OLDWICK, N.J.--(BUSINESS WIRE)--A.M. Best Co. has affirmed the financial strength rating (FSR) of A+ (Superior) and issuer credit ratings (ICR) of “aa-” of the primary life/health subsidiaries of Protective Life Corporation (Protective) (headquartered in Birmingham, AL) [NYSE: PL], led by Protective Life Insurance Company (Brentwood, TN). Additionally, A.M. Best has affirmed the ICR of “a-” and debt ratings of Protective. (See link below for a detailed listing of the companies and ratings.) The outlook for all ratings is stable.
The ratings reflect Protective’s diversified business profile, favorable operating results and proven ability to acquire and integrate insurance companies and blocks of business. A.M. Best notes that recent acquisitions have been accretive and have resulted in a predictable and stable source of earnings. Additionally, these acquisitions have enabled the company to enter new markets and realize certain operating efficiencies.
The ratings also acknowledge Protective’s sound risk-adjusted capitalization on both a consolidated basis and within each of the insurance operating entities. While financial leverage at the holding company remains relatively high, A.M. Best notes that Protective’s debt-to-capital ratio and interest coverage ratios have improved modestly over the past year and remain within A.M. Best’s guidelines for the current ratings. In addition, the company maintains multiple sources of liquidity including strong cash flows from its insurance operating entities, access to a line of credit of up to $750 million, cash held at the holding company equivalent to 12 months’ interest expense and a fairly liquid investment portfolio, which is currently in a sizable net unrealized gain position.
A.M. Best has observed that Protective’s life and annuity sales were generally flat year over year, reflecting a number of market conditions. In order to improve profitability, premium rates were increased on existing life insurance product lines while certain traditional life products were discontinued. In addition, A.M. Best notes that sales of universal life insurance with secondary guarantees have been impacted by new regulatory guidelines that require an increase in reserves. Fixed annuity sales have declined due to the unfavorable interest rate environment. On the positive side, variable annuity sales have increased substantially in 2012, as some competitors exited the market and others aggressively reduced product features. Given that Protective’s variable annuity sales really started to accelerate in 2010, these products generally have less risk and higher returns relative to what was sold pre-crisis.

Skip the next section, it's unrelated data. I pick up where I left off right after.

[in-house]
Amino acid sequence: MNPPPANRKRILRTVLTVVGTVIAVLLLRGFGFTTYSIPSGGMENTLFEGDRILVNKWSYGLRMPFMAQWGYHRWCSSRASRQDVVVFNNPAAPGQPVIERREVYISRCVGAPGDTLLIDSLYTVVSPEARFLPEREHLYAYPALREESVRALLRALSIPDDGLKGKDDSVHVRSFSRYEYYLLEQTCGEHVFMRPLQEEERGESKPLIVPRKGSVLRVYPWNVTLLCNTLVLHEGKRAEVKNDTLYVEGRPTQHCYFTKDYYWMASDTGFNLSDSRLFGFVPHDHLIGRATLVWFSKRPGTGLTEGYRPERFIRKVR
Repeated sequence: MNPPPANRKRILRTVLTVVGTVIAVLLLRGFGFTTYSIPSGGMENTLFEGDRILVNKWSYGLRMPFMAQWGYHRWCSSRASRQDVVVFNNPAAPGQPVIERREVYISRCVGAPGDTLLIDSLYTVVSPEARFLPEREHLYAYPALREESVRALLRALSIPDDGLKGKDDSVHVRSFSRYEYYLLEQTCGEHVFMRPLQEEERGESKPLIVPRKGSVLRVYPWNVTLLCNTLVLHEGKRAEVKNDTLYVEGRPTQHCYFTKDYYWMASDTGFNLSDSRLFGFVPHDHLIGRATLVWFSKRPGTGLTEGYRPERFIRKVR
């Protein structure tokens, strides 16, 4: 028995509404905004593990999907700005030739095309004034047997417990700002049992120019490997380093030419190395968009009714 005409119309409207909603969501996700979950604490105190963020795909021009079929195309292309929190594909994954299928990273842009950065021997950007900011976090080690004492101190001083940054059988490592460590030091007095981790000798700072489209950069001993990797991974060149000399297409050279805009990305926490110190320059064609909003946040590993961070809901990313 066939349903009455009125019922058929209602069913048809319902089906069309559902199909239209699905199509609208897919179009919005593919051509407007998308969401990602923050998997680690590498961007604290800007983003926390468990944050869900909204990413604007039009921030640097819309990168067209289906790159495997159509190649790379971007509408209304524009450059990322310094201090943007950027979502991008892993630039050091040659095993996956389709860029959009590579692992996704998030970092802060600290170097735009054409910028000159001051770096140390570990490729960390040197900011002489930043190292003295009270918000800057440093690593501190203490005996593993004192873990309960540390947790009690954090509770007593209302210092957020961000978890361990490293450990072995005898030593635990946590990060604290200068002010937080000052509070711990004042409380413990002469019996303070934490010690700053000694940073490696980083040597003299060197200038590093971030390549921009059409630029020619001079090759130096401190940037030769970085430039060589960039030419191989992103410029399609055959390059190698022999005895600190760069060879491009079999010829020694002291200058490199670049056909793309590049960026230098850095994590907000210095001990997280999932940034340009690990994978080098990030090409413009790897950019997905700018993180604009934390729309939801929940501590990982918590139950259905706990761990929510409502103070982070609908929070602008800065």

Protective remains profitable in its core operating segments on both a GAAP and statutory basis. Overall results have improved over the most recent period due to the aforementioned increase in variable annuity sales as well as increased fee income from separate accounts, which have benefited from rising equity markets. Operating results also benefited from favorable mortality, improved spreads in its stable value business and increased scale and efficiencies in its acquisition segment.
While A.M. Best believes that operating results will remain favorable over the near to medium-term, earnings may be pressured somewhat due to spread compression as a majority of Protective’s reserves are interest sensitive, with a significant portion at or near the guaranteed minimum interest rates. In addition, while the company’s exposure to residential mortgage-backed securities has declined in recent periods and the commercial mortgage loan portfolio has performed well, Protective’s exposure to real estate-related assets remains relatively high (representing almost two and a half times capital and surplus). This could become a concern in an economic downturn. A.M. Best notes that Protective also maintains an elevated level of intangible assets on its balance sheet, with a deferred acquisition costs to shareowners’ equity ratio of over 100% (excluding AOCI) as of year-end 2012. Finally, as with some of Protective’s publicly traded peers, the organization relies heavily on the use of captives to fund Regulation XXX and Guideline AXXX (AG38) reserves and to help smooth earnings volatility driven by its hedging activity. Given the magnitude of captive and other redundant reserve financing solutions, A.M. Best believes that risk-adjusted capital measures may be difficult to compare across the life industry and warrant further scrutiny.
A.M. Best believes that Protective and its life/health subsidiaries are well positioned at their current ratings. Key drivers that may lead to negative rating actions include a deterioration of earnings due to spread compression in its interest-sensitive lines of business, significant impairments in its investment portfolio, heightened financial leverage or lower interest coverage ratios.
For a complete list of Protective Life Corporation and its subsidiaries’ FSRs, ICRs and debt ratings, please visit www.ambest.com/press/022202protective.pdf.
The methodology used in determining these ratings is Best’s Credit Rating Methodology, which provides a comprehensive explanation of A.M. Best’s rating process and contains the different rating criteria employed in the rating process. Best’s Credit Rating Methodology can be found at www.ambest.com/ratings/methodology.
Founded in 1899, A.M. Best Company is the world's oldest and most authoritative insurance rating and information source. For more information, visit www.ambest.com.
Copyright © 2013 by A.M. Best Company, Inc. ALL RIGHTS RESERVED.